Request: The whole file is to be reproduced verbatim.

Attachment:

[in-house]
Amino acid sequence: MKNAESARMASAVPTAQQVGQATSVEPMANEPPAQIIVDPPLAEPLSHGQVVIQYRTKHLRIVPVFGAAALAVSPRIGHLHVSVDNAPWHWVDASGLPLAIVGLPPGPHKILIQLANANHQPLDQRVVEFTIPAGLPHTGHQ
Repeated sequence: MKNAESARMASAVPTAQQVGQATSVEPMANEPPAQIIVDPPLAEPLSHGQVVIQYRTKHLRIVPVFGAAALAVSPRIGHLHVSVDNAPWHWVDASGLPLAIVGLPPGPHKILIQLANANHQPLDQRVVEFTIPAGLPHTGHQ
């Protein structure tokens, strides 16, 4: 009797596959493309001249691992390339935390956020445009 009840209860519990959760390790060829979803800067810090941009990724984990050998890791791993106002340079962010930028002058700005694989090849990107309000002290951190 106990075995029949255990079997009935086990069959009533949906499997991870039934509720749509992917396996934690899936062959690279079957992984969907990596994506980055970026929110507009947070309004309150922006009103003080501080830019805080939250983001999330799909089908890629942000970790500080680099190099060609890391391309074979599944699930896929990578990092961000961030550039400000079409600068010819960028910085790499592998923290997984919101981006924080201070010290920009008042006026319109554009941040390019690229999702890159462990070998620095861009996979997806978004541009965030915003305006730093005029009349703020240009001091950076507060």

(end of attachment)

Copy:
[in-house]
Amino acid sequence: MKNAESARMASAVPTAQQVGQATSVEPMANEPPAQIIVDPPLAEPLSHGQVVIQYRTKHLRIVPVFGAAALAVSPRIGHLHVSVDNAPWHWVDASGLPLAIVGLPPGPHKILIQLANANHQPLDQRVVEFTIPAGLPHTGHQ
Repeated sequence: MKNAESARMASAVPTAQQVGQATSVEPMANEPPAQIIVDPPLAEPLSHGQVVIQYRTKHLRIVPVFGAAALAVSPRIGHLHVSVDNAPWHWVDASGLPLAIVGLPPGPHKILIQLANANHQPLDQRVVEFTIPAGLPHTGHQ
């Protein structure tokens, strides 16, 4: 009797596959493309001249691992390339935390956020445009 009840209860519990959760390790060829979803800067810090941009990724984990050998890791791993106002340079962010930028002058700005694989090849990107309000002290951190 106990075995029949255990079997009935086990069959009533949906499997991870039934509720749509992917396996934690899936062959690279079957992984969907990596994506980055970026929110507009947070309004309150922006009103003080501080830019805080939250983001999330799909089908890629942000970790500080680099190099060609890391391309074979599944699930896929990578990092961000961030550039400000079409600068010819960028910085790499592998923290997984919101981006924080201070010290920009008042006026319109554009941040390019690229999702890159462990070998620095861009996979997806978004541009965030915003305006730093005029009349703020240009001091950076507060």